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CitationGaskell, Ivan. 2011. Display. Material Religion: The Journal of Objects, Art and Belief 7, no. 1: 34–40.
AbstractThe display of religious objects takes many forms. While sculpture on the exterior of religious buildings is visible for the long term, relics, cult images, and masquerades are shown only occasionally. One way of emphasizing the potency of an object is to reveal it infrequently. In many religious systems display is restricted, for some things are dangerous to inappropriate viewers, while others are too powerful to be seen by anyone. When access is possible, viewers value intimate encounter, usually drawing as close as possible to sacred objects. Some are small enough to be worn as amulets close to the body. On ceremonial occasions, such as processions or masquerades, devotees may compete for the privilege of carrying sacred objects. Access is usually hierarchically privileged or controlled. Those with hieratic functions—priests, elders, shamans, vow-makers, museum curators—usually enjoy the most intimate access to sacred materials, whether displayed or concealed. Priests often have exclusive access to parts of a sacred structure containing numinous materials, and museum donors pay for the privilege of exhibition tours with curators during closed hours. Intimacy of access signals status, and display reinforces social distinctions and hierarchies. However, to reduce the display of sacred material to this function alone would be misleading. The three case studies that follow—all set in Trafalgar Square, London—illustrate the variety of associations that sacred objects can have, even when displayed within yards of each other.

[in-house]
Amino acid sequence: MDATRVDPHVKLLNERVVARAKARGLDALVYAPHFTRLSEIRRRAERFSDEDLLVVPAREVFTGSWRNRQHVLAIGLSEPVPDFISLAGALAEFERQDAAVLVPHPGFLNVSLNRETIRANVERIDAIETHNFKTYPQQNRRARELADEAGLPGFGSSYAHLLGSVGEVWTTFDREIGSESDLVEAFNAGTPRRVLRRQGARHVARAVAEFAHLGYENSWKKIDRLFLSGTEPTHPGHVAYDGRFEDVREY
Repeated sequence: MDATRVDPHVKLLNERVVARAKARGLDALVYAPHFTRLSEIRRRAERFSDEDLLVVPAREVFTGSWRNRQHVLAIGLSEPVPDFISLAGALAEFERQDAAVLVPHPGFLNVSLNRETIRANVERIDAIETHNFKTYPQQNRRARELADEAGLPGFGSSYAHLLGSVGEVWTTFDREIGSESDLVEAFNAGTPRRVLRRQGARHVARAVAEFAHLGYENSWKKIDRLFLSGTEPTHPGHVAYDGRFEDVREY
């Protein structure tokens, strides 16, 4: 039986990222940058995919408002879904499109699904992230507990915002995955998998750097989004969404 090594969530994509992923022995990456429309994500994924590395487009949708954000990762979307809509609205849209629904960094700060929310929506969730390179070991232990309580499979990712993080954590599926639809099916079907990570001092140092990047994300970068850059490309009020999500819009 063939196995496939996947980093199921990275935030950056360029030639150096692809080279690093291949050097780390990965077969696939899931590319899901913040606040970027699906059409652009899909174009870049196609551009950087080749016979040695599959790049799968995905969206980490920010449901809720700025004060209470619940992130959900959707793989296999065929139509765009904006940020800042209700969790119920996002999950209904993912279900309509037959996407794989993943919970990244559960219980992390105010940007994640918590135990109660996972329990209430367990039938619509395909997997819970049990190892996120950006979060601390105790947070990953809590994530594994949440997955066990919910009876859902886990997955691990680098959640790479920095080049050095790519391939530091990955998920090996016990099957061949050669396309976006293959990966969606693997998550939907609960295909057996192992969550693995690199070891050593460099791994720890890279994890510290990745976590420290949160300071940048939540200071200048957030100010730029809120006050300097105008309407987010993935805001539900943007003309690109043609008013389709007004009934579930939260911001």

Citable link to this pagehttp://nrs.harvard.edu/urn-3:HUL.InstRepos:12712847
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